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4 Best Practices for Building Trust, Improving Accountability in Public-Private Partnerships

Partnering with industry can make a difference in delivering the services citizens need. Here’s how Wyoming partnered with Salesforce to do just that during the COVID-19 pandemic.

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When it comes to deploying new technology solutions, the private sector tends to move faster than the government. Accelerating the use of technology through public-private partnerships requires establishing and maintaining trust between agencies and industry partners to improve services for constituents. A strong and transparent relationship enables the government to evolve with technology and mission needs. 

This notion is particularly vital during a crisis. During the COVID-19 pandemic, organizations in both sectors had to go virtual overnight and enable a remote workforce while continuing business processes. Having the right tools already in place to make this switch seamless was key — and to make it happen required public and private organizations to work together. 

Two state government officials spoke at Salesforce’s recent virtual event, “Building Trust & Improving Accountability in Public Private Partnerships.” Here are their key takeaways on how partnering with industry can make a difference in delivering the services citizens need. 

1. Partnerships Help Get the Job Done in Crisis

At the onset of the pandemic, the forward-thinking IT team for the Wyoming Business Council, which is the state of Wyoming's Economic Development Agency, quickly transitioned to a remote workforce and developed a digital transformation path. 

So, when the council was tasked with distributing CARES Act funding to Wyoming businesses and nonprofits for COVID-19 relief, it had the digital assets and technological foundation in place to swiftly allocate over half a billion dollars to Wyoming businesses. The council, however, didn’t act alone.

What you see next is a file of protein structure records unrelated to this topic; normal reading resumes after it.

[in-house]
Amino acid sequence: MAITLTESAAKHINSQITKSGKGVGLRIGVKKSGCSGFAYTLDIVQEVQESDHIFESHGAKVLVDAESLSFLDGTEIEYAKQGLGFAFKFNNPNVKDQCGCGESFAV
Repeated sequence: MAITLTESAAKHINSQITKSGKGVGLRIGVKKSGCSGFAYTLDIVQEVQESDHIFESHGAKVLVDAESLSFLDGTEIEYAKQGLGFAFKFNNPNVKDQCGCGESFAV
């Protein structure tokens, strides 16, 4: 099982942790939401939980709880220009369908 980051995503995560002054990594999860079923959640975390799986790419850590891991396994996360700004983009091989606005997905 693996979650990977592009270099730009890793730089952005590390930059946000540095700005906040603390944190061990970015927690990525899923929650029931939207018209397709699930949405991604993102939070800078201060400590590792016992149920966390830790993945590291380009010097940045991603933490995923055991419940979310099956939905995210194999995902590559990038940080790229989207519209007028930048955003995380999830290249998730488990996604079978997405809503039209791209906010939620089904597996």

“It was pretty incredible, really, to see our team come together,” said Josh Dorrell, CEO of the Wyoming Business Council. “And it wasn't just our team. I think there were a number of partners throughout the state in the various agencies at the state government level, and also private partners throughout the state that made a difference.”

The council used Salesforce to handle incoming applications and transform the data associated with the fund to be public facing, which important insights to citizens and business owners in the state. Salesforce also provided the security, user experience and scalability needed to execute the project.

“When those first applications began to come in and people were able to do that easily and have a good customer experience, I think it just built a lot of trust with our agency,” Dorrell said. “It built a lot of trust with the state, and it's something that was really important for the future for programs as well.”

2. Communication with Stakeholders Is Key 

While the council had the technological foundation to take on CARES Act fund distribution, it originally lacked capacity to pull off the project, said Shaun Jones, data manager at the Wyoming Business Council. So, the council had to upskill in a very short time, which included training employees to help design the system needed.